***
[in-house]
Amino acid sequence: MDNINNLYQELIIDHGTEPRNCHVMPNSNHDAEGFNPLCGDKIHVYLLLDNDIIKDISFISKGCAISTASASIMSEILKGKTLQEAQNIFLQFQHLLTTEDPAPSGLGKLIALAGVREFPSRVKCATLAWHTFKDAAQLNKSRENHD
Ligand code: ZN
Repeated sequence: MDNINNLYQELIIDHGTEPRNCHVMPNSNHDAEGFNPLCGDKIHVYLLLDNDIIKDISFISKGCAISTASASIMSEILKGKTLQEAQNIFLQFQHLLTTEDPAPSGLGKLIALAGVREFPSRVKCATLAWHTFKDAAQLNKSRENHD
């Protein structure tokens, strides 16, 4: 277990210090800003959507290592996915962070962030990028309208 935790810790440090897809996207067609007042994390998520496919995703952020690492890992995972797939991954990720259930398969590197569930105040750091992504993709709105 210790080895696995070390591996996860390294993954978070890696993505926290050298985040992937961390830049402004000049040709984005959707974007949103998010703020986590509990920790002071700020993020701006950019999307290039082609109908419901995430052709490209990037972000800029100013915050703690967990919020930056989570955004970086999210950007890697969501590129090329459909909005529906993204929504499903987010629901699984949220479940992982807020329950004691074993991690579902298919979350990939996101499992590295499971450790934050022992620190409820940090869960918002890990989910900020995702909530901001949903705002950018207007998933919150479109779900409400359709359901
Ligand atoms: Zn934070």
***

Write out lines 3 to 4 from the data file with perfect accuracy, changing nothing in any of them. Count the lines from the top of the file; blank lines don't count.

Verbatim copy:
Ligand code: ZN
Repeated sequence: MDNINNLYQELIIDHGTEPRNCHVMPNSNHDAEGFNPLCGDKIHVYLLLDNDIIKDISFISKGCAISTASASIMSEILKGKTLQEAQNIFLQFQHLLTTEDPAPSGLGKLIALAGVREFPSRVKCATLAWHTFKDAAQLNKSRENHD